6.19 So is there a credible reason for registration in this case? The Respondent puts forward various pieces of evidence which are said to suggest that the term “Swisse” is a common variant of “Suisse” or “Swiss”. However, what matters is not whether the Domain Name was capable of being used in a generic fashion, but whether it was with this use in mind that it was actually registered. On this occasion the Respondent does not contend that it was for any generic use that the Domain Name was registered, but for some other claimed purpose. Therefore, even if the Panel were to accept that there were possible generic uses of the Domain Name (and the Respondent’s evidence is far from compelling in this respect) this would be of limited relevance.
6.20 Instead, the reason given by the Respondent for registration is set out in a single paragraph in the Response. That paragraph has been set out in full in paragraph 5.17 of this decision. In particular, the Respondent claims that the registration has for the sale of “e-commerce” products developed by a Swiss German. But again the assertions are sparse and hard to follow. The “Swiss German” concerned is not even named. Further, no part of the Respondent’s contention (and from the Respondent’s perspective this contention is probably the most important aspect of its case) is supported by any corroborating evidence. In short, the claim appears vague, contrived and insofar as it is intelligible, improbable.
6.21 Further, there are other aspects of the Response that suggest that the Respondent’s has been less than honest in that document and the assertions that it contain should be treated sceptically. First, there is the assertion that vitamin related links appeared only for a short time in 2008 and 2009 when, as has already been explained, the evidence suggests otherwise. Second, there is the Respondent’s explanation as to why for a period of time the WhoIs details for the Domain Name recorded that the owner of the Domain Name was recorded as “BE SWISSE LLC”. The Complainant contends that the Respondent used this name in an attempt to disguise its identity. The Panel is not particularly persuaded by that claim. But what is more relevant for present purposes is the contrived nature of the explanation offered by the Respondent as to how this name appeared in the register. The Respondent claims that this was due to “character limitations in the ascii registration template” and “issues with the ‘last name first, first name last’ format”. Even leaving aside once again the fact that the assertions are vague and otherwise uncorroborated, the uncontested evidence of the Complainant was that in 2000 and 2001 the Respondent was identifying itself on a website operating from a Domain Name as “BE Swisse Continuity Group, LLC” and “BE Swisse Group, LLC”. So it therefore seems reasonably clear that the Respondent had for some reason following registration generally decided to use the term “Swisse” as part of its name. If so the claims as to how that the term was used in the registration details for the Domain Name, is simply untrue.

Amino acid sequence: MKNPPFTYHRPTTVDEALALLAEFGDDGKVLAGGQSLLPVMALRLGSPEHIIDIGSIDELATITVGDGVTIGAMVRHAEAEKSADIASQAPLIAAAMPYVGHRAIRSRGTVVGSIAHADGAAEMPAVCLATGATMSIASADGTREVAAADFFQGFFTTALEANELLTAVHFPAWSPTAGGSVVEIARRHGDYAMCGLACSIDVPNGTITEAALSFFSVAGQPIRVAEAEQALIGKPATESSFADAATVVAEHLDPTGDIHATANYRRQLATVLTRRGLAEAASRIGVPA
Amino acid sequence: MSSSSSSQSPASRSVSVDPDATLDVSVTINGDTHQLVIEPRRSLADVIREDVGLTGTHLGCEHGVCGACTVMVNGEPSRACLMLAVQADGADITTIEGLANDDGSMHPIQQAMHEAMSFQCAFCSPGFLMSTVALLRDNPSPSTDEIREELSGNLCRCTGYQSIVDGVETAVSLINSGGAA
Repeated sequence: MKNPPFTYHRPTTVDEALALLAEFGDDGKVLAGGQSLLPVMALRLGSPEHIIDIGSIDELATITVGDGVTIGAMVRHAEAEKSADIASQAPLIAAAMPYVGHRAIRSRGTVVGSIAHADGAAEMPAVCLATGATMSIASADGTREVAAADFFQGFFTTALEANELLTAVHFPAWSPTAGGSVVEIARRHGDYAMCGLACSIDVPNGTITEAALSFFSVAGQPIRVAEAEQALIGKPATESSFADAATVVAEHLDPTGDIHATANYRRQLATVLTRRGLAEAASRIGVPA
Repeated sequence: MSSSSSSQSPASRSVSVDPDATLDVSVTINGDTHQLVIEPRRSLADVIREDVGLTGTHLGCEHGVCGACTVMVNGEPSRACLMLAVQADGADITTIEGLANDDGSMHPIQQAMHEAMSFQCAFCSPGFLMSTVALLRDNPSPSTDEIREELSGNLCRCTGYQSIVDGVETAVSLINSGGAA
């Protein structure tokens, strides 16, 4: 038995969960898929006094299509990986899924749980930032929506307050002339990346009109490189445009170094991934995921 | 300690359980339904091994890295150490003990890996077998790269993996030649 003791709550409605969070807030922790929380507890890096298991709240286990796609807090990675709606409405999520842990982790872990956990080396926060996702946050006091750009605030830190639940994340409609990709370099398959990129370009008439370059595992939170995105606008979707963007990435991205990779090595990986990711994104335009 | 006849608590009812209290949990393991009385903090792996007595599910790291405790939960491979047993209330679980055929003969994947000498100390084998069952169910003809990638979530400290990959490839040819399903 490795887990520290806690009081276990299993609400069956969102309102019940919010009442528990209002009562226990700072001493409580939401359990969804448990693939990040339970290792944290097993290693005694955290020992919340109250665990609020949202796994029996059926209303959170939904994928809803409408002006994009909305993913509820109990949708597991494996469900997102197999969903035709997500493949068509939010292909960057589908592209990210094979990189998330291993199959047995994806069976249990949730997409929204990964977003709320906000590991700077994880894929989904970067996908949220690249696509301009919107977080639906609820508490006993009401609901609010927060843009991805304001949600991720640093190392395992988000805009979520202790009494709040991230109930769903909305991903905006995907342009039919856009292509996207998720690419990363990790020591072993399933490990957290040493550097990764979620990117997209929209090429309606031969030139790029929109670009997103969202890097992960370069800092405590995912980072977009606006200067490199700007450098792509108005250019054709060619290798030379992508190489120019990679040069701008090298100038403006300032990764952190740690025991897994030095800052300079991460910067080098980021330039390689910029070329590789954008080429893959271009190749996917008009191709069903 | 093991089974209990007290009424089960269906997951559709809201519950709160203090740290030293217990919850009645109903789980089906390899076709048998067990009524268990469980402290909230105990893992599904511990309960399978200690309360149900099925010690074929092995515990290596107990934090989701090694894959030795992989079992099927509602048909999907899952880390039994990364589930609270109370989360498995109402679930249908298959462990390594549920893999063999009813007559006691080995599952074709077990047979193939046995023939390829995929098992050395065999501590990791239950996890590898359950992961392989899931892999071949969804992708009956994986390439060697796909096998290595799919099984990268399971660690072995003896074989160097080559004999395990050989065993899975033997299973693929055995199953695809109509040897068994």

6.22 As a consequence the Panel is not prepared to give any weight to similar vague and uncorroborated statements in the Response as to the Respondent’s motives for registration. Notwithstanding the fact that there is no evidence before the Panel that the fame of the Complainant’s SWISSE mark extended significantly beyond Australia in 1999, the Panel prefers the Complainant’s claim that the Respondent had become aware of the Complainant at that time as a consequence of its use of the website operating from the <swisse.com.au> domain name.
6.23 In the circumstances, the Complainant has made out the requirements of paragraph 4(a)(iii) of the Policy.
For all the foregoing reasons, in accordance with paragraphs 4(i) of the Policy and 15 of the Rules, the Panel orders that the domain name <swisse.com> be transferred to the Complainant
Matthew S. Harris
Dated: November 19, 2010